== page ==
Durant brings extra muscle to warriors

Golden State's Stephen Curry (right) and Oklahoma City's Kevin Durant facing off in Game 3 of the Western Conference Finals. The former rivals will become team-mates after Durant signed a two-year deal worth US$54.3 million (S$73.2 million).
Golden State's Stephen Curry (right) and Oklahoma City's Kevin Durant facing off in Game 3 of the Western Conference Finals. The former rivals will become team-mates after Durant signed a two-year deal worth US$54.3 million (S$73.2 million).PHOTO: AGENCE FRANCE-PRESSE

But they will need to juggle roster to fit his salary, and he could be in for a culture shock

NEW YORK • The biggest question of the National Basketball Association off-season was answered on Monday when Kevin Durant, one of the best players ever to hit unrestricted free agency in any sport, agreed to join the Golden State Warriors.

He held talks with no fewer than six teams over the past week, including his current club Oklahoma City, the Warriors, the Boston Celtics, the Los Angeles Clippers, the San Antonio Spurs and Miami Heat.

His decision to leave the Thunder for the Warriors, who won an NBA-record 73 games in the regular season, lets the rich get richer.

With Durant, Golden State are creating a virtual Dream Team out of a starting unit that also includes All-Stars Stephen Curry, Klay Thompson and Draymond Green.

The Warriors now become the overwhelming favourites to win next season's NBA championship, which would be their second in three years.

Durant made his announcement on The Players' Tribune website. While the terms have not been formally announced, a person briefed on the negotiations said it was a two-year deal worth US$54.3 million (S$73.2 million), with the second year being a player option.

IT'S ALL ABOUT GROWTH

The primary mandate I had for myself in making this decision was to have it based on the potential for my growth as a player - as that has always steered me in the right direction.

KEVIN DURANT, on the rationale behind his move to the Golden State Warriors.

The structure of the deal would allow Durant to opt out after next season and take advantage of the escalating salary cap to maximise his earnings.

"The primary mandate I had for myself in making this decision was to have it based on the potential for my growth as a player - as that has always steered me in the right direction," he said in the posting.

"But I am also at a point in my life where it is of equal importance to find an opportunity that encourages my evolution as a man - moving out of my comfort zone to a new city and community which offers the greatest potential for my contribution and personal growth.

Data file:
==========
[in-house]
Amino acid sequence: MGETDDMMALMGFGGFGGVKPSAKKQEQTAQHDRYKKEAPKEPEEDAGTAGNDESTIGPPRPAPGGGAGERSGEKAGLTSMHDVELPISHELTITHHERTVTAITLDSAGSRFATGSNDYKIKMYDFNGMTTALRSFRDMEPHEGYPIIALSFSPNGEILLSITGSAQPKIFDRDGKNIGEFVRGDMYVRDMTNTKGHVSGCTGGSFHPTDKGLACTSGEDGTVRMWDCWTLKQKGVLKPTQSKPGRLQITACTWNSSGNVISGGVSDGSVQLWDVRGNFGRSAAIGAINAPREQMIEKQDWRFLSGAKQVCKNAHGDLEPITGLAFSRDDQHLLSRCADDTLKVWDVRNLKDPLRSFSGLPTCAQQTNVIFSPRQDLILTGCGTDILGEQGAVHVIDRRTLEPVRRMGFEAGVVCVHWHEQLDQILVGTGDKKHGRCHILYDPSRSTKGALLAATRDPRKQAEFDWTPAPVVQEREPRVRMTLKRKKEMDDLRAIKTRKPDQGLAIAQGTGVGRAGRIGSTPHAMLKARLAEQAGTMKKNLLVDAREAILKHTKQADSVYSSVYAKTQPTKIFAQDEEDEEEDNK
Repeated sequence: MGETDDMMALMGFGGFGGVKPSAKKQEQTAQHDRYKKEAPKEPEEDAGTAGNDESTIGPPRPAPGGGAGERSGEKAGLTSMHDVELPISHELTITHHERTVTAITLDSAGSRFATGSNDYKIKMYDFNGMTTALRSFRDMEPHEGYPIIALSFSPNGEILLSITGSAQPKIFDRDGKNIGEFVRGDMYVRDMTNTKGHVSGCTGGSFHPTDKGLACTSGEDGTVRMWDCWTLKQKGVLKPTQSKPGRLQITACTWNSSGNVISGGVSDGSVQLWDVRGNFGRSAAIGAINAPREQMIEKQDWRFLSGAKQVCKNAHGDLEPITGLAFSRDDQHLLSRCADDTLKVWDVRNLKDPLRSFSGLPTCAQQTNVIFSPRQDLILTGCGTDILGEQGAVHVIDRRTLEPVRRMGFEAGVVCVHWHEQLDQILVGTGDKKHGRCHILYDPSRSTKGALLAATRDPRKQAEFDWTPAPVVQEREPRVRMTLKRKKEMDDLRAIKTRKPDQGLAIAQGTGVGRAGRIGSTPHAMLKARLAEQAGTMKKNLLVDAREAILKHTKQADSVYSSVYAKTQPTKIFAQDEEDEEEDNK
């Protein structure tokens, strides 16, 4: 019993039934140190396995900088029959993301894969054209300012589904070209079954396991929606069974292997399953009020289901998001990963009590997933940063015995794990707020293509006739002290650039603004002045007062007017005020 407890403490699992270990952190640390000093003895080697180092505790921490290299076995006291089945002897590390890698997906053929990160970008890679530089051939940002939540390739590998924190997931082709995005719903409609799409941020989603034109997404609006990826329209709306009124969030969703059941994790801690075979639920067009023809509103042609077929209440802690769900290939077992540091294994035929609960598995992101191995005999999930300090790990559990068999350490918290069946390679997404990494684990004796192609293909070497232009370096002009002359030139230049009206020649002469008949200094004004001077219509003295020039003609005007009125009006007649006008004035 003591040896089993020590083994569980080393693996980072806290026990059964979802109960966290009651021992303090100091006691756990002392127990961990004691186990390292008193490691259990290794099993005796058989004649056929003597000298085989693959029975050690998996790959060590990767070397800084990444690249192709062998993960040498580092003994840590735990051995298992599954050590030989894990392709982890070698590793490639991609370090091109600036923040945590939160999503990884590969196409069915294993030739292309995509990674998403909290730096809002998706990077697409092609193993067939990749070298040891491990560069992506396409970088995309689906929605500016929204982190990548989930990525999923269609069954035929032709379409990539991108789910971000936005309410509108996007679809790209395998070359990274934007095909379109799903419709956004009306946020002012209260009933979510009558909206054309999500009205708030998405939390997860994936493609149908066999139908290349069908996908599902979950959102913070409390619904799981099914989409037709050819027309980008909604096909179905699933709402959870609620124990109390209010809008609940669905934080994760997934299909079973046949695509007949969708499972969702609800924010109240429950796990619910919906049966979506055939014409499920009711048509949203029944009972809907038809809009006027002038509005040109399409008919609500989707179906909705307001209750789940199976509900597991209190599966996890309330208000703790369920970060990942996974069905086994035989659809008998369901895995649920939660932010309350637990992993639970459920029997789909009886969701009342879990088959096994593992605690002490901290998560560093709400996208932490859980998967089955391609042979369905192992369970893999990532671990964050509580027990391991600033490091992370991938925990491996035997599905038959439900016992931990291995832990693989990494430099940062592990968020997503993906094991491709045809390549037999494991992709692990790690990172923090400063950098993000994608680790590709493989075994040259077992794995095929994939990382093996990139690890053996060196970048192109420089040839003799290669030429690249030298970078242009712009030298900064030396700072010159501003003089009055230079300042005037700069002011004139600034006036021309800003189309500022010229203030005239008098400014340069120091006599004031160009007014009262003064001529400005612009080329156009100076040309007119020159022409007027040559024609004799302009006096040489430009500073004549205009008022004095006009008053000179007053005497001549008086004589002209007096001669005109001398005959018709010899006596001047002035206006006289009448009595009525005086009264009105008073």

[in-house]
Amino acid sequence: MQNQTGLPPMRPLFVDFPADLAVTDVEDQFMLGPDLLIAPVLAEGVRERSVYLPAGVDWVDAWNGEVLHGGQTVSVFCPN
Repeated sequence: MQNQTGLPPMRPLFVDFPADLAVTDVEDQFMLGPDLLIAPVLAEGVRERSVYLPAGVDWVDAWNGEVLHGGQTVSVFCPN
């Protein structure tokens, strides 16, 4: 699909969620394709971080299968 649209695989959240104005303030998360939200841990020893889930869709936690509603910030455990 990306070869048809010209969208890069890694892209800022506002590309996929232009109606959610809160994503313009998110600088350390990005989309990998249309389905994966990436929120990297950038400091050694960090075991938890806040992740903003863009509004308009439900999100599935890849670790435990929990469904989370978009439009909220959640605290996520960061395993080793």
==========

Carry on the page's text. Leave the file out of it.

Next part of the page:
"With this in mind, I have decided that I am going to join the Golden State Warriors."

The reaction to Durant's decision was swift, with some on social media outlets predictably awarding Golden State the 2016-17 title, and others scorning Durant for leaving Oklahoma City and seeking an easier route to his first championship in the Bay Area.

For the Warriors, Durant will fill a specific need as a player who is far more adept at getting to the basket than anyone on their current roster, a flaw exposed by both the Thunder and the Cavaliers in the recent play-offs.

Perimeter defence and a great deal of physical contact seemed to shut down the team's enduring strategy that involved living and dying at the three-point line.

The threat Durant brings, of someone who can just as easily penetrate as he can knock down outside shots, would very likely free things up a great deal for Thompson and Curry, who have rarely needed much help in that regard but could, almost terrifyingly, now become even more effective.

To accommodate Durant's salary, the Warriors will have to make some roster moves that probably include renouncing their rights to restricted free agents Harrison Barnes and Festus Ezeli, and possibly trading another high-priced player, such as centre Andrew Bogut or the versatile Andre Iguodala, their valuable sixth man.

With depth having been a key part of the Warriors' strength-in-numbers approach, all of these potential moves could create new challenges for coach Steve Kerr.

There will also be an adjustment period for Durant, who has never played in a system with as much ball movement and is unaccustomed to the team-first approach, in which Golden State's players have often been asked to sacrifice personal statistics for the good of the group.

Still, for Durant to sign with a team already loaded with stars is likely an indication that he is willing to adjust in order to find the ultimate team success that has eluded him thus far.

NEW YORK TIMES, AGENCE FRANCE-PRESSE

A version of this article appeared in the print edition of The Straits Times on July 06, 2016, with the headline 'Durant brings extra muscle to warriors'. Print Edition | Subscribe